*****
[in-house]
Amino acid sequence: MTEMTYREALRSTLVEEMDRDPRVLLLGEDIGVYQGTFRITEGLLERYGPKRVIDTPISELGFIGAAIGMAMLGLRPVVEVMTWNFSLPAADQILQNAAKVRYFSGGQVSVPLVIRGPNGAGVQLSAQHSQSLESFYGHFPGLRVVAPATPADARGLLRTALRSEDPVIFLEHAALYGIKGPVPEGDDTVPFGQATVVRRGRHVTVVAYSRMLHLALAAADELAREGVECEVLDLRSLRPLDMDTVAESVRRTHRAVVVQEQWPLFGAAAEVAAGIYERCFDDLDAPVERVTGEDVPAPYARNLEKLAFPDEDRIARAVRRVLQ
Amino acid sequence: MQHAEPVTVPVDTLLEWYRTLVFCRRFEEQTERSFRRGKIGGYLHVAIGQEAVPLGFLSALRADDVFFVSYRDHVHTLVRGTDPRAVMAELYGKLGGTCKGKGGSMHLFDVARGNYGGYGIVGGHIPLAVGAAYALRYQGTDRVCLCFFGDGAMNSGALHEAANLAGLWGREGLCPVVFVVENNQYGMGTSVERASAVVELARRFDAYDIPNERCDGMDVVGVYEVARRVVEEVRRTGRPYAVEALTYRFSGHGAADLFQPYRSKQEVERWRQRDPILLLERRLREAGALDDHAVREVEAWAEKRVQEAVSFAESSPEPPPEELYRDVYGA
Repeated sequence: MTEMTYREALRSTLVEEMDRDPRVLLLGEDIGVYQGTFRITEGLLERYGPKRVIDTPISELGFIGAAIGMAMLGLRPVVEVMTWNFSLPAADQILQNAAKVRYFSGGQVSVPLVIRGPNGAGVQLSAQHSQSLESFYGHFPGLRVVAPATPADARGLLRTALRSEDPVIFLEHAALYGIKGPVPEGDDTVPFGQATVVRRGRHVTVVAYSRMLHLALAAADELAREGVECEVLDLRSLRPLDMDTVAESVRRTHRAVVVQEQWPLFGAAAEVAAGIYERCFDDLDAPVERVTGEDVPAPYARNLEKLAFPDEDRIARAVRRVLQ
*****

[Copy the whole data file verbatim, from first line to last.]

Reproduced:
[in-house]
Amino acid sequence: MTEMTYREALRSTLVEEMDRDPRVLLLGEDIGVYQGTFRITEGLLERYGPKRVIDTPISELGFIGAAIGMAMLGLRPVVEVMTWNFSLPAADQILQNAAKVRYFSGGQVSVPLVIRGPNGAGVQLSAQHSQSLESFYGHFPGLRVVAPATPADARGLLRTALRSEDPVIFLEHAALYGIKGPVPEGDDTVPFGQATVVRRGRHVTVVAYSRMLHLALAAADELAREGVECEVLDLRSLRPLDMDTVAESVRRTHRAVVVQEQWPLFGAAAEVAAGIYERCFDDLDAPVERVTGEDVPAPYARNLEKLAFPDEDRIARAVRRVLQ
Amino acid sequence: MQHAEPVTVPVDTLLEWYRTLVFCRRFEEQTERSFRRGKIGGYLHVAIGQEAVPLGFLSALRADDVFFVSYRDHVHTLVRGTDPRAVMAELYGKLGGTCKGKGGSMHLFDVARGNYGGYGIVGGHIPLAVGAAYALRYQGTDRVCLCFFGDGAMNSGALHEAANLAGLWGREGLCPVVFVVENNQYGMGTSVERASAVVELARRFDAYDIPNERCDGMDVVGVYEVARRVVEEVRRTGRPYAVEALTYRFSGHGAADLFQPYRSKQEVERWRQRDPILLLERRLREAGALDDHAVREVEAWAEKRVQEAVSFAESSPEPPPEELYRDVYGA
Repeated sequence: MTEMTYREALRSTLVEEMDRDPRVLLLGEDIGVYQGTFRITEGLLERYGPKRVIDTPISELGFIGAAIGMAMLGLRPVVEVMTWNFSLPAADQILQNAAKVRYFSGGQVSVPLVIRGPNGAGVQLSAQHSQSLESFYGHFPGLRVVAPATPADARGLLRTALRSEDPVIFLEHAALYGIKGPVPEGDDTVPFGQATVVRRGRHVTVVAYSRMLHLALAAADELAREGVECEVLDLRSLRPLDMDTVAESVRRTHRAVVVQEQWPLFGAAAEVAAGIYERCFDDLDAPVERVTGEDVPAPYARNLEKLAFPDEDRIARAVRRVLQ